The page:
“In my more than 30 years of clinical practice, it has been remarkable, and unprecedented in my view,” said Dr. John Travaline, director of the pulmonary procedure unit at Temple University Hospital, and professor of thoracic medicine and surgery at Temple’s School of Medicine.
Dr. Travaline said he has been particularly struck “by how quickly people infected with this virus became desperately ill, going from a relatively healthy state within a few hours to being very sick, requiring high amounts of oxygen and intensive care therapies.”
The “sheer number of people affected” by the virus, along with the “severe” toll it has taken on health care systems, have also been deeply concerning, he said.
A vaccine “would go a long way” towards easing such suffering, he added, noting that “vaccines have in some cases eradicated infectious diseases that have plagued humanity for centuries.”
Polio is a key example. Once a significant cause of paralysis and death among children, the disease has been largely eradicated throughout the world due to sustained vaccinations in more than 200 countries. In nations where vaccination workers frequently come under attack – Pakistan, Afghanistan and Nigeria – polio remains an active health threat.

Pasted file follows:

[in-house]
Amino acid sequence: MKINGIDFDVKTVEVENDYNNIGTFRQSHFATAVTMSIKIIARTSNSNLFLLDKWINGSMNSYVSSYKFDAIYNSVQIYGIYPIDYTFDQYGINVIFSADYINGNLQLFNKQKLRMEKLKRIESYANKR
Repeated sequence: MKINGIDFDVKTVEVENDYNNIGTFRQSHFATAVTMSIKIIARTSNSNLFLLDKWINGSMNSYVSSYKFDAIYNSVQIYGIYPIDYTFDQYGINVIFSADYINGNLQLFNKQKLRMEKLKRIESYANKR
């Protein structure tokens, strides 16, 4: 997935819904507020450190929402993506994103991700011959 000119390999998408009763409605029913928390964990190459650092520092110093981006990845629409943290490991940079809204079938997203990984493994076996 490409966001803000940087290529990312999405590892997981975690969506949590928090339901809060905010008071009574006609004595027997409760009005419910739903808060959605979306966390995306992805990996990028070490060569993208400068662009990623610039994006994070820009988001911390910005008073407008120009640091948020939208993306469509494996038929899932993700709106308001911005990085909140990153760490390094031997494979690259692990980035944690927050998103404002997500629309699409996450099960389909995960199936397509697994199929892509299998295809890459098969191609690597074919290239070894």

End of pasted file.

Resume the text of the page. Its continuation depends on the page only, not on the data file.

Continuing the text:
The disease hit home for Dr. William Williams, an immunologist and rheumatologist at the Hospital of the University of Pennsylvania and Penn Presbyterian Medical Center.
While still an infant, Dr. Williams lost his seven-year-old brother to polio just before the first vaccine (developed by Dr. Jonas Salk) was released in 1955.
“He initially had contracted it and recovered, but then he caught a cold and developed pneumonia,” recalled Dr. Williams. “He died from polio, and I never got to know my older brother.”
Following the 1988 launch of the Global Polio Eradication Initiative, an estimated 17 million have averted paralysis by polio, which has no known cure.
“It points out how important vaccines are in protecting many, many people from formerly fatal diseases,” said Dr. Williams. “And those diseases would still be fatal if we didn’t have immunity against them.”